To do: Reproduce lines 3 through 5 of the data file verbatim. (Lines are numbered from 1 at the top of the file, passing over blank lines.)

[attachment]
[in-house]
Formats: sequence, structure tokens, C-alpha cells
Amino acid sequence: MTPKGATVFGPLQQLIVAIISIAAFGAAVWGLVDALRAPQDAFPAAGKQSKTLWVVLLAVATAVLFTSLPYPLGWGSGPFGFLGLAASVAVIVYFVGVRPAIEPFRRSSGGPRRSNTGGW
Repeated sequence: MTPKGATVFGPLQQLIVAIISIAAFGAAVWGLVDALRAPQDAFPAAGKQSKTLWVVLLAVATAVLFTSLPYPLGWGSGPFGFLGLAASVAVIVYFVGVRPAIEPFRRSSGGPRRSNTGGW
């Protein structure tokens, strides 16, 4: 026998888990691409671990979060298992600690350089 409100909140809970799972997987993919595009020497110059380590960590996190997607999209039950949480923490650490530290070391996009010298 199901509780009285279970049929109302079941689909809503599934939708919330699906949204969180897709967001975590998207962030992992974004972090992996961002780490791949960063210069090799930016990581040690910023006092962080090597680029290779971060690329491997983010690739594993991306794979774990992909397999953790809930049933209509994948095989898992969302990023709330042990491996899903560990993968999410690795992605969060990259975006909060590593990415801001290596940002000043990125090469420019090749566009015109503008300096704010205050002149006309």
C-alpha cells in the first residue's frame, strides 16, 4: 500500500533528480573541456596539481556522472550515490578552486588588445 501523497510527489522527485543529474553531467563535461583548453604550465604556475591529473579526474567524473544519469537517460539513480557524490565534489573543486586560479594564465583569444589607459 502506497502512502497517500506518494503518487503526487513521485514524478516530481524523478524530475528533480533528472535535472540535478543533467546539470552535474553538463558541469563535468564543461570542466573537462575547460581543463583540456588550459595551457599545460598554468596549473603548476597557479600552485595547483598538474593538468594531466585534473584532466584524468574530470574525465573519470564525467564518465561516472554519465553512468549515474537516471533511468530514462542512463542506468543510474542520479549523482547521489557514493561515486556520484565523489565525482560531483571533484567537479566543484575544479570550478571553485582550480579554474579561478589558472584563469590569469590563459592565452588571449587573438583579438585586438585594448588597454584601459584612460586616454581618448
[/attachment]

Amino acid sequence: MTPKGATVFGPLQQLIVAIISIAAFGAAVWGLVDALRAPQDAFPAAGKQSKTLWVVLLAVATAVLFTSLPYPLGWGSGPFGFLGLAASVAVIVYFVGVRPAIEPFRRSSGGPRRSNTGGW
Repeated sequence: MTPKGATVFGPLQQLIVAIISIAAFGAAVWGLVDALRAPQDAFPAAGKQSKTLWVVLLAVATAVLFTSLPYPLGWGSGPFGFLGLAASVAVIVYFVGVRPAIEPFRRSSGGPRRSNTGGW
């Protein structure tokens, strides 16, 4: 026998888990691409671990979060298992600690350089 409100909140809970799972997987993919595009020497110059380590960590996190997607999209039950949480923490650490530290070391996009010298 199901509780009285279970049929109302079941689909809503599934939708919330699906949204969180897709967001975590998207962030992992974004972090992996961002780490791949960063210069090799930016990581040690910023006092962080090597680029290779971060690329491997983010690739594993991306794979774990992909397999953790809930049933209509994948095989898992969302990023709330042990491996899903560990993968999410690795992605969060990259975006909060590593990415801001290596940002000043990125090469420019090749566009015109503008300096704010205050002149006309």